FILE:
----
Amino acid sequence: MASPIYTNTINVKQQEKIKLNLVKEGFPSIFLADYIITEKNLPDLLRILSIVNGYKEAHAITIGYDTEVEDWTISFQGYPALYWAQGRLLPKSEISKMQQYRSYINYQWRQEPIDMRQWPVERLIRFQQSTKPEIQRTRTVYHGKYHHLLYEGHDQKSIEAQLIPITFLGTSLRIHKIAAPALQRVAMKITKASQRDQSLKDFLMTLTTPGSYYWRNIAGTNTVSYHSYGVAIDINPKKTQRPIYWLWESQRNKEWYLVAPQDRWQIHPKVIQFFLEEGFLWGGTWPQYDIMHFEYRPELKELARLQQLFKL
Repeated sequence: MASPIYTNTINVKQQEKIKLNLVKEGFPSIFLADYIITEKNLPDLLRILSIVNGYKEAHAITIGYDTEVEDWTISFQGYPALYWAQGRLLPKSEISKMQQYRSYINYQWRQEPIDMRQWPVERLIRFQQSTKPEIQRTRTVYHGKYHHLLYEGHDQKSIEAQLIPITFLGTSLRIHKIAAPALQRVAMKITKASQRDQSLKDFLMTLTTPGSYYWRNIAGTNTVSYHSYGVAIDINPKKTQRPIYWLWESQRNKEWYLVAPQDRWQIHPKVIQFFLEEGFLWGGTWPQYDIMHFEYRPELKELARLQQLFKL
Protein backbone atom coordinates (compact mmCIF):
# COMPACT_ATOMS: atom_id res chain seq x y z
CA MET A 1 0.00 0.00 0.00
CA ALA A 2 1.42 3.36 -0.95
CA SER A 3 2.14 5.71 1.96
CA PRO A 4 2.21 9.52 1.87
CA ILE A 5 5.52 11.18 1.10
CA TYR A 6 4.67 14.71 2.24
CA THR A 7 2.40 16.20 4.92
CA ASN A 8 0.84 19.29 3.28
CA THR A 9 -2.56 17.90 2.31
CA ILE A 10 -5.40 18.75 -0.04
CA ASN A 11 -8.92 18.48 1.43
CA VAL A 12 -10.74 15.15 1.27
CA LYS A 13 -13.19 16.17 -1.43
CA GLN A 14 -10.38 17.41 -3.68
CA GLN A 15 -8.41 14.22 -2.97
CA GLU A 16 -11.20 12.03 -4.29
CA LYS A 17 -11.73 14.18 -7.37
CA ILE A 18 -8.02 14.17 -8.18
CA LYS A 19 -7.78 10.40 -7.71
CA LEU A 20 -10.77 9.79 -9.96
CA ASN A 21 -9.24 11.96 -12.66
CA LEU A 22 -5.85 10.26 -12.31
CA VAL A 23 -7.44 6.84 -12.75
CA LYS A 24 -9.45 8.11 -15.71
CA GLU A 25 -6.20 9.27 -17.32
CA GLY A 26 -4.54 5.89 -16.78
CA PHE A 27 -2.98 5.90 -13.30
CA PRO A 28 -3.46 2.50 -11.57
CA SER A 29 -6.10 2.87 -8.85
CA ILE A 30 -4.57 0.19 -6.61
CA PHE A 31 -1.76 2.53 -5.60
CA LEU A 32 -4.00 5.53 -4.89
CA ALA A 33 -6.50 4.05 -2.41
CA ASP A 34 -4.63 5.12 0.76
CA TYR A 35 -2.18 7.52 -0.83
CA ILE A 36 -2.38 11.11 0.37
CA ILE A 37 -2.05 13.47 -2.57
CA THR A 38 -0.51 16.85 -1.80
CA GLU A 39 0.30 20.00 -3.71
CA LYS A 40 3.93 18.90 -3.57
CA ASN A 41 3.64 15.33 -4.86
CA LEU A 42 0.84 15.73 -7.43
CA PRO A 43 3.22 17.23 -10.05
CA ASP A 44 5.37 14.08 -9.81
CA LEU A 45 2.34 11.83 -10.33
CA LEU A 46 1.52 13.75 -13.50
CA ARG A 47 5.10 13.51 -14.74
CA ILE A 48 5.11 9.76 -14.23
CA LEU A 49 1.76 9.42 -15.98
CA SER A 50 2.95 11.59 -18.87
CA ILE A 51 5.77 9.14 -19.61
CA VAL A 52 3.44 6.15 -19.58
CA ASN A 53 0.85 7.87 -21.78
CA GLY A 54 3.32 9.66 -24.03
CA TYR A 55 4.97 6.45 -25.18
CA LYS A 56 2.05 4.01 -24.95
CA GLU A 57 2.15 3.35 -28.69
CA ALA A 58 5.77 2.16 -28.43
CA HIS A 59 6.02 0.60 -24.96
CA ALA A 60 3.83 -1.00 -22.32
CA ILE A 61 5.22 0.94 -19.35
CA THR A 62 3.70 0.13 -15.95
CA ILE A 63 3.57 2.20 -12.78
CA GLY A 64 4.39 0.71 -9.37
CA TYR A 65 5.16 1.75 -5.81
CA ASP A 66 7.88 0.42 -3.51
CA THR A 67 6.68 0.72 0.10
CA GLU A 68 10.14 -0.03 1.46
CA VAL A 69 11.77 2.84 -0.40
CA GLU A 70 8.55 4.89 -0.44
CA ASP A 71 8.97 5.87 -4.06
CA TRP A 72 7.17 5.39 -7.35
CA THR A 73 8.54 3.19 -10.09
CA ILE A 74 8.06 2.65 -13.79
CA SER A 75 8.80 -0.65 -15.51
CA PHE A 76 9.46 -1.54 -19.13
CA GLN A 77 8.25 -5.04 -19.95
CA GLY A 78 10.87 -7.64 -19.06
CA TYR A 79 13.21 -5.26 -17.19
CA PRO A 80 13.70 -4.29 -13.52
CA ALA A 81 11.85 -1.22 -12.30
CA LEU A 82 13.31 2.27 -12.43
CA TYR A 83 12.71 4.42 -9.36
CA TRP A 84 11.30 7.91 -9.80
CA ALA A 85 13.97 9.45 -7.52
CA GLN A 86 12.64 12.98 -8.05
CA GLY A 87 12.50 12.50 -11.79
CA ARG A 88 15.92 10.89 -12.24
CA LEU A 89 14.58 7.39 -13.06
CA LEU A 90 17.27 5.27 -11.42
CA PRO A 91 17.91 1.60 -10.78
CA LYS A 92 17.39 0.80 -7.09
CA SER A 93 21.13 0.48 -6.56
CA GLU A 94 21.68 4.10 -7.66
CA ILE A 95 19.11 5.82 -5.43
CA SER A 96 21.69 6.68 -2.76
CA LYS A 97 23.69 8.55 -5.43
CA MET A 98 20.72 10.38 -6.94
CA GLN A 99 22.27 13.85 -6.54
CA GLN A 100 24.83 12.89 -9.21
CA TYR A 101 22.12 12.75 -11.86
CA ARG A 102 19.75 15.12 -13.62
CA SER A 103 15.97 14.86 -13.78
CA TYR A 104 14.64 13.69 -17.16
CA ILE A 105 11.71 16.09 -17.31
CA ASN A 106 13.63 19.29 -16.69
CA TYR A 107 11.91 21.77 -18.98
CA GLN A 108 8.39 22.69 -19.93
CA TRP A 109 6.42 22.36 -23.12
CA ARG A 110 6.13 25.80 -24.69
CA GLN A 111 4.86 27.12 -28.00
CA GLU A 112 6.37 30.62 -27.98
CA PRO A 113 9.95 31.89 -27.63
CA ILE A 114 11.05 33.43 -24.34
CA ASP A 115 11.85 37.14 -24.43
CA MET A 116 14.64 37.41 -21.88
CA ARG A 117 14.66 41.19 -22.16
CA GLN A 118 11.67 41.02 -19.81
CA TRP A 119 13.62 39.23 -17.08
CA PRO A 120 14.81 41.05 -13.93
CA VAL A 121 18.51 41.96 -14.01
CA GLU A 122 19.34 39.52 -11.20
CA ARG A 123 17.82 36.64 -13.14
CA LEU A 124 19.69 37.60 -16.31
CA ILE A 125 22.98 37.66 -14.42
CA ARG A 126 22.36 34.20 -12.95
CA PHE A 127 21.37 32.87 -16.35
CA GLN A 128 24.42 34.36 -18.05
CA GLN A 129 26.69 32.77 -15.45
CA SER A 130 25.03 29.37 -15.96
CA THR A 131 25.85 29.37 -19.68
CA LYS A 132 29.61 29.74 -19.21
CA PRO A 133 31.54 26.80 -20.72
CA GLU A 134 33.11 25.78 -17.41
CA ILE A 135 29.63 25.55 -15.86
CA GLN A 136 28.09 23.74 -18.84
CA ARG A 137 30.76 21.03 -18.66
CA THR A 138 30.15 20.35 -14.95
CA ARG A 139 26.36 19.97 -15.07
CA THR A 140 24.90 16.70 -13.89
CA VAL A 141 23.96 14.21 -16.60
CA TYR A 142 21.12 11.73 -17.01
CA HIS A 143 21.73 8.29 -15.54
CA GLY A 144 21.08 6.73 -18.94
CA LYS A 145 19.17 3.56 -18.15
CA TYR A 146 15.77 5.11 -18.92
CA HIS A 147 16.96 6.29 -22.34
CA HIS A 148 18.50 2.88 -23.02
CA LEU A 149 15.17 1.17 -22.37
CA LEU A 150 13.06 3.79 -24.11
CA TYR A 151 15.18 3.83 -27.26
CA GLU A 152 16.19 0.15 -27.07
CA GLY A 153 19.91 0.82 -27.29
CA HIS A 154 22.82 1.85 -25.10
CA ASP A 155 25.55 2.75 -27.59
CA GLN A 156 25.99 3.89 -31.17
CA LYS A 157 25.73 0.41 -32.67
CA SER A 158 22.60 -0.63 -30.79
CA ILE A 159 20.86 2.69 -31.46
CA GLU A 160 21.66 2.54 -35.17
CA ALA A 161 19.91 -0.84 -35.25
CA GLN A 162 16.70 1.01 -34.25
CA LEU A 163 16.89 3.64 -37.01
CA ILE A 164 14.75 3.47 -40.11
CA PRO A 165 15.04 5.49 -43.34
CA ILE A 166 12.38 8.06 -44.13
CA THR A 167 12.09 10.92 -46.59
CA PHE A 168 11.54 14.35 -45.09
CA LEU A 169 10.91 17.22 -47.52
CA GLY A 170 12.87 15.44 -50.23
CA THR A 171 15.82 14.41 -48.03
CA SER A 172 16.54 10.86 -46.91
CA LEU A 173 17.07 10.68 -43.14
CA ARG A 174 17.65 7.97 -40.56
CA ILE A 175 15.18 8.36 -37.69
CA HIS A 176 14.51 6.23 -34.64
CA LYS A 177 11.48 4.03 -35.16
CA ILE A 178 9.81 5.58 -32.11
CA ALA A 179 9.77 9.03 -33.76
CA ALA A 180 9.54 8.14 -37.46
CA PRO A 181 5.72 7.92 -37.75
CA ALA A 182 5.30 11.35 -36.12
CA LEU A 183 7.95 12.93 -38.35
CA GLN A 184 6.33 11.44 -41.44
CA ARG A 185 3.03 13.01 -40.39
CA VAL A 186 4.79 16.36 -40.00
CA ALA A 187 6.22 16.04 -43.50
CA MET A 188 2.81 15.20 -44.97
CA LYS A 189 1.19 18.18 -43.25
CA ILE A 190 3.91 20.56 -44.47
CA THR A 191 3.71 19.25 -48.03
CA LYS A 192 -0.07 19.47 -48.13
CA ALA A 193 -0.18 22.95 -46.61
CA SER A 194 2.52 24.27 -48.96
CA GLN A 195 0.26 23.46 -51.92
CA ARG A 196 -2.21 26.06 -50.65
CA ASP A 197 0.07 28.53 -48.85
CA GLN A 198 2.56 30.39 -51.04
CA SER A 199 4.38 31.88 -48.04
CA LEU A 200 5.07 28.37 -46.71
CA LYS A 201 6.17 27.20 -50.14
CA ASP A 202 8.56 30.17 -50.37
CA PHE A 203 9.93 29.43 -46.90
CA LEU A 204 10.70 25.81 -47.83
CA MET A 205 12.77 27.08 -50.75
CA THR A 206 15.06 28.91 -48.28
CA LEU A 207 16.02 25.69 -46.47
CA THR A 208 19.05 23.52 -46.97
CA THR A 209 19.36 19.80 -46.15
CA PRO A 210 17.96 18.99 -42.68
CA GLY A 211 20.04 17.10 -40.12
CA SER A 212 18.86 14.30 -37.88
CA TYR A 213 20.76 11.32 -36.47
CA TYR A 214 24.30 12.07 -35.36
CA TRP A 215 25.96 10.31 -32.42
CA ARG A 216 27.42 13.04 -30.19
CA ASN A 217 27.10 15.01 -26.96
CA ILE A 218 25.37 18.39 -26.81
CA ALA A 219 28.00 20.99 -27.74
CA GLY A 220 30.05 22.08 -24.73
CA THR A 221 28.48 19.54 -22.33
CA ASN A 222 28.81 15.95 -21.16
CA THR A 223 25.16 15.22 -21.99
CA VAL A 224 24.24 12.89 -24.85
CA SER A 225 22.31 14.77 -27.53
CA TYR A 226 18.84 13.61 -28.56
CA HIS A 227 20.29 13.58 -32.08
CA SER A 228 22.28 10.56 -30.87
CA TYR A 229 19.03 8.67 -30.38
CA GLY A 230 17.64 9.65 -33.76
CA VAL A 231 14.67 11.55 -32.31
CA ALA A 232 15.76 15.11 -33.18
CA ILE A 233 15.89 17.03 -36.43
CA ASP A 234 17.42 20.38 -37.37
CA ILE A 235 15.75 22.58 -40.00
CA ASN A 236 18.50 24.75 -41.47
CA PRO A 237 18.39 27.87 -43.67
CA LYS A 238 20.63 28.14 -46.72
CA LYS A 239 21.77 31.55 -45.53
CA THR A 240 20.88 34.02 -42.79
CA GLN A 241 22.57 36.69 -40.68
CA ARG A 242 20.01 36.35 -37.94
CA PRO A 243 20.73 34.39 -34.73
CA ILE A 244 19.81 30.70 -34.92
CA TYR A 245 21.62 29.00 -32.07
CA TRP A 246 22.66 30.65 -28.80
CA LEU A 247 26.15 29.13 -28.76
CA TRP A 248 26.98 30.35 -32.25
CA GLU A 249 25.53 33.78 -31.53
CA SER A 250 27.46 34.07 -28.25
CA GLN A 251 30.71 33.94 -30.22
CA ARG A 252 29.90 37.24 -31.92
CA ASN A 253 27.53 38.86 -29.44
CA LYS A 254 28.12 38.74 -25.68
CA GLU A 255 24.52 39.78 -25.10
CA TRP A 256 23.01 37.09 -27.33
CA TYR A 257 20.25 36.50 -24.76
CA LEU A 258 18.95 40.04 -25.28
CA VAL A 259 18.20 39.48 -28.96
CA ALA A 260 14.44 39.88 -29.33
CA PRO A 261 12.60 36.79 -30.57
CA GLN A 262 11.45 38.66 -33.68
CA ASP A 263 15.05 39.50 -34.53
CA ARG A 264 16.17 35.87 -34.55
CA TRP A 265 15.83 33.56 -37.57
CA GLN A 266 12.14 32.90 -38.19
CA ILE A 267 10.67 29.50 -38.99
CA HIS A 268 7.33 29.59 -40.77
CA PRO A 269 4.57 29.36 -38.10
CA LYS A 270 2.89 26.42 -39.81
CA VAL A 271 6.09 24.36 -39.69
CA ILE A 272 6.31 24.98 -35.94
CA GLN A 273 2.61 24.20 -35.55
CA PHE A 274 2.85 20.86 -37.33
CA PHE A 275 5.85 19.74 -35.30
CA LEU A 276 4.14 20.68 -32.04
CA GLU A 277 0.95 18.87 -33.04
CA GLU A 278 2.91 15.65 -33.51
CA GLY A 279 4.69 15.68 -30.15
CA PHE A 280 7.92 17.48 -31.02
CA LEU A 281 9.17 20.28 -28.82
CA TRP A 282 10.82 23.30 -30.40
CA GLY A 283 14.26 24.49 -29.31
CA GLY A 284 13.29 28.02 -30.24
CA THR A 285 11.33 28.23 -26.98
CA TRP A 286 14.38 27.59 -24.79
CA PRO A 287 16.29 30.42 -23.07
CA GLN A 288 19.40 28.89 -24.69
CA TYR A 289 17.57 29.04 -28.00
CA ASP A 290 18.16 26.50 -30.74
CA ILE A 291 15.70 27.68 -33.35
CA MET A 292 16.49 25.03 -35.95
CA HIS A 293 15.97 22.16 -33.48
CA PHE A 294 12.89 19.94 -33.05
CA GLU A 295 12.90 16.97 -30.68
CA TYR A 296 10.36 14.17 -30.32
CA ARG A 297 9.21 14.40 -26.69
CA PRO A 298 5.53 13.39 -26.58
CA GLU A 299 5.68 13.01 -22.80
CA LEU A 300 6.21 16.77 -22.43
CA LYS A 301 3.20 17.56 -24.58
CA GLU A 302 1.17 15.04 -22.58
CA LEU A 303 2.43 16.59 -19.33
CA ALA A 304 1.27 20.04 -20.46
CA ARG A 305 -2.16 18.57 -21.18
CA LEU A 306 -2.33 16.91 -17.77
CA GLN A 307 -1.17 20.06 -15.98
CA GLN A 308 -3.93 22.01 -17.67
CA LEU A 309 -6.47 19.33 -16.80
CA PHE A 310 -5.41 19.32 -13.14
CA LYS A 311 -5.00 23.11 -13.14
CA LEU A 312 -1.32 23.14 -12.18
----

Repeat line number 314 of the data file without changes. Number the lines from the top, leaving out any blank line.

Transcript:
CA PHE A 310 -5.41 19.32 -13.14